Cuba is so pitiful. Why not just come right out and ask? Who can really take serious a country that is so fearful of something as basic as the computer or cellphone. Cuba’s dictators who began with so noble a cause have withered down to such a miserable state that it is almost too sad to imagine. Cuba has indicated its willingness to sit down at the table with the US to open talks so long as they are received as equals. Equal to what? While the world has advanced, Cuba is stuck counting cell phones.

    • Luis

      Now you have supposed that international politics must be linked with technological advance or backwardness. This is wrong to the core. And much of Cuba’s technological backwardness can be blamed on the US policy towards it.

      • Moses

        Had Cuba chosen to remain technologically competitive with other third world countries through her relationship with China, she could have certainly done so, irrespective of the porous US embargo. To blame the US, yet again, for the dearth of technological awareneness and access on the island is incorrect. Linking international politics to Cuba’s fear of technology is a valid choice. In the 21st century, individual freedoms and access to information is largely a function of access to technology. Withholding access to this technology from the Cuban people is emblematic of the continued lack of freedoms for the Cuban people. If not from fear of information, how else would you explain the government’s silence on the access to the Venezuelan internet cable?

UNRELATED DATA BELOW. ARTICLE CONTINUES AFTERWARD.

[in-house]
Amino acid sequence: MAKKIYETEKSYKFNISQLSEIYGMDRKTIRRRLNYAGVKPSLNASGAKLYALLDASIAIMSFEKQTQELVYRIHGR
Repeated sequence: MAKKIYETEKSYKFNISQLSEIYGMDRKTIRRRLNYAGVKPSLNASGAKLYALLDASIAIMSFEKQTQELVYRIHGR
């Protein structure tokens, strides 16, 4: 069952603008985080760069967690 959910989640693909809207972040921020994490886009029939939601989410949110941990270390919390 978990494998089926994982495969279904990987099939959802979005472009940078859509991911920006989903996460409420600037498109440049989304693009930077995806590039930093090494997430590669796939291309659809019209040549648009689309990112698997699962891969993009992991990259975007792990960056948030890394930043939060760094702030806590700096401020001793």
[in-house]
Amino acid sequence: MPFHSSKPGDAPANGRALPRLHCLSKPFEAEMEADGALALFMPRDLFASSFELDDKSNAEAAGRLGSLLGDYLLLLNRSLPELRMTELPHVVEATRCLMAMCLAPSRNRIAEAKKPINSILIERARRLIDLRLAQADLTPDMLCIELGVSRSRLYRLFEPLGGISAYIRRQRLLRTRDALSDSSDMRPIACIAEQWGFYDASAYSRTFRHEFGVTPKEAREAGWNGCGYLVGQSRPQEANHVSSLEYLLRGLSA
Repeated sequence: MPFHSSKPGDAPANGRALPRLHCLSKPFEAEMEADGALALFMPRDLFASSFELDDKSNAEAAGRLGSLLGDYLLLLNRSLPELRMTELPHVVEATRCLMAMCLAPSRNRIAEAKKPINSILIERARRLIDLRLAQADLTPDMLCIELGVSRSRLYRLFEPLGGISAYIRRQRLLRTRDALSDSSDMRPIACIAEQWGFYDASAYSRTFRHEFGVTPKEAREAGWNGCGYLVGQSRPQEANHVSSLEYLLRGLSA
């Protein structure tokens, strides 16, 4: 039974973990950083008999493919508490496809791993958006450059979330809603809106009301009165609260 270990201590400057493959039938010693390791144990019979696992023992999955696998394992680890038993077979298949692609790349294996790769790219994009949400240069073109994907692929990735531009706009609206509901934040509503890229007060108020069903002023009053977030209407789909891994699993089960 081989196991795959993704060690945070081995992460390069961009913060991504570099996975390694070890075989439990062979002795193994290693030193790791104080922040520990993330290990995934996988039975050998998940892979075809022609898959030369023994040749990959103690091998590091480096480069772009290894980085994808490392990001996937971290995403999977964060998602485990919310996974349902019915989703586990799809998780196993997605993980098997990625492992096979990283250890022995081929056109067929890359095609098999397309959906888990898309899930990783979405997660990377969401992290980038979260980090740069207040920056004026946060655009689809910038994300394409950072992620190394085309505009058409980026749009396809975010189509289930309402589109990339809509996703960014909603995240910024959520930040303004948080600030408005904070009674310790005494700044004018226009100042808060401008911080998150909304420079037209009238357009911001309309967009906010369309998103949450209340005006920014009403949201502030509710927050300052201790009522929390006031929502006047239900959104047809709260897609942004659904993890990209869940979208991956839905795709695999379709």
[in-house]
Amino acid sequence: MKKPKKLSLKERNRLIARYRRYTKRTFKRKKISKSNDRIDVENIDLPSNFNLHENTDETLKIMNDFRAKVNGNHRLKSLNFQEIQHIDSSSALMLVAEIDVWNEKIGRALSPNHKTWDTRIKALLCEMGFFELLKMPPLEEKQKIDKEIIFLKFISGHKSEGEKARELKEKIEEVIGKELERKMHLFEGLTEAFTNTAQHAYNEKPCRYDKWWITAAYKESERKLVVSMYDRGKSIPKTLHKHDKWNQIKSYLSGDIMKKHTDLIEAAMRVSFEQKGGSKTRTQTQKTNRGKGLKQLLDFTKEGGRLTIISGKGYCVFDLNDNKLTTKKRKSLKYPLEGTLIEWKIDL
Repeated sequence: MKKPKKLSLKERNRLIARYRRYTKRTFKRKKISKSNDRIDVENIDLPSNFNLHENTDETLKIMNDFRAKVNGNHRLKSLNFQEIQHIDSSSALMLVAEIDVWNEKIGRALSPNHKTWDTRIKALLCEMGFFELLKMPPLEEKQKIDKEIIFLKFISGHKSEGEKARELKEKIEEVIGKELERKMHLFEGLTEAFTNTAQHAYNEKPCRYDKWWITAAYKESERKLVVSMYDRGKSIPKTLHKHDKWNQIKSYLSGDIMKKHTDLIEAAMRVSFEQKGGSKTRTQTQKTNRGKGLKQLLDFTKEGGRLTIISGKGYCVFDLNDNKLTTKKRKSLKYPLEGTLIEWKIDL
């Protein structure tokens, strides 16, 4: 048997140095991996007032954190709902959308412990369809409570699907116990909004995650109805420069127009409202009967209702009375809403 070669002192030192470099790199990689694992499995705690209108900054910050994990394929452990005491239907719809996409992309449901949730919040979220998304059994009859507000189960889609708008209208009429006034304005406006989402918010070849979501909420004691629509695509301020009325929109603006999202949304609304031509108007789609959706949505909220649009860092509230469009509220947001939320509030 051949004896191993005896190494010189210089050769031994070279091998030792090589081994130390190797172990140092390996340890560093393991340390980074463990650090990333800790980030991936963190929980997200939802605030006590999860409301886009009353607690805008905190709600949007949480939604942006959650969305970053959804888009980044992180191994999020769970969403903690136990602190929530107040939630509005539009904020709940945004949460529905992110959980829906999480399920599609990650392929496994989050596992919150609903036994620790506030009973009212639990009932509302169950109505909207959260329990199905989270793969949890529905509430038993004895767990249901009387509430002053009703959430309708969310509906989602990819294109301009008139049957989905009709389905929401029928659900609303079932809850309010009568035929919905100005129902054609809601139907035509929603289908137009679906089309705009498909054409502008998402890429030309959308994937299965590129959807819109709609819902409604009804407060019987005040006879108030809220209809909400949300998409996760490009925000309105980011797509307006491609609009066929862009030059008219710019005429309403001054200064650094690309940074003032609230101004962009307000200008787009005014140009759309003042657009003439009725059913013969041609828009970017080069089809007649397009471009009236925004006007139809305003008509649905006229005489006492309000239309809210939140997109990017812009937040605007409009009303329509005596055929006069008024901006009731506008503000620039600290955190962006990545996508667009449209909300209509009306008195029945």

• Luis

          First of all, most (if not all) technology companies uses China merely as its industrial park following the global labor distribution. Second you virtually ignore the Helms-Button act as if it was ‘porous’. This is incorrect, as it clearly prejudices Cuban trade because no company in the world wouldn’t think twice to trade with Cuba if its trade with the US – the biggest consumer market in the world – could be prejudiced. Third, as an exercise of rhetoric, one must ask: why the US keeps good relations with many technological backward countries in Africa and not Cuba? If ‘freedom’ is a key element on international politics of the US, why does it keep good relations with Saudi Arabia and not Cuba? And finally, you’ll have to make me repeat myself for the second time: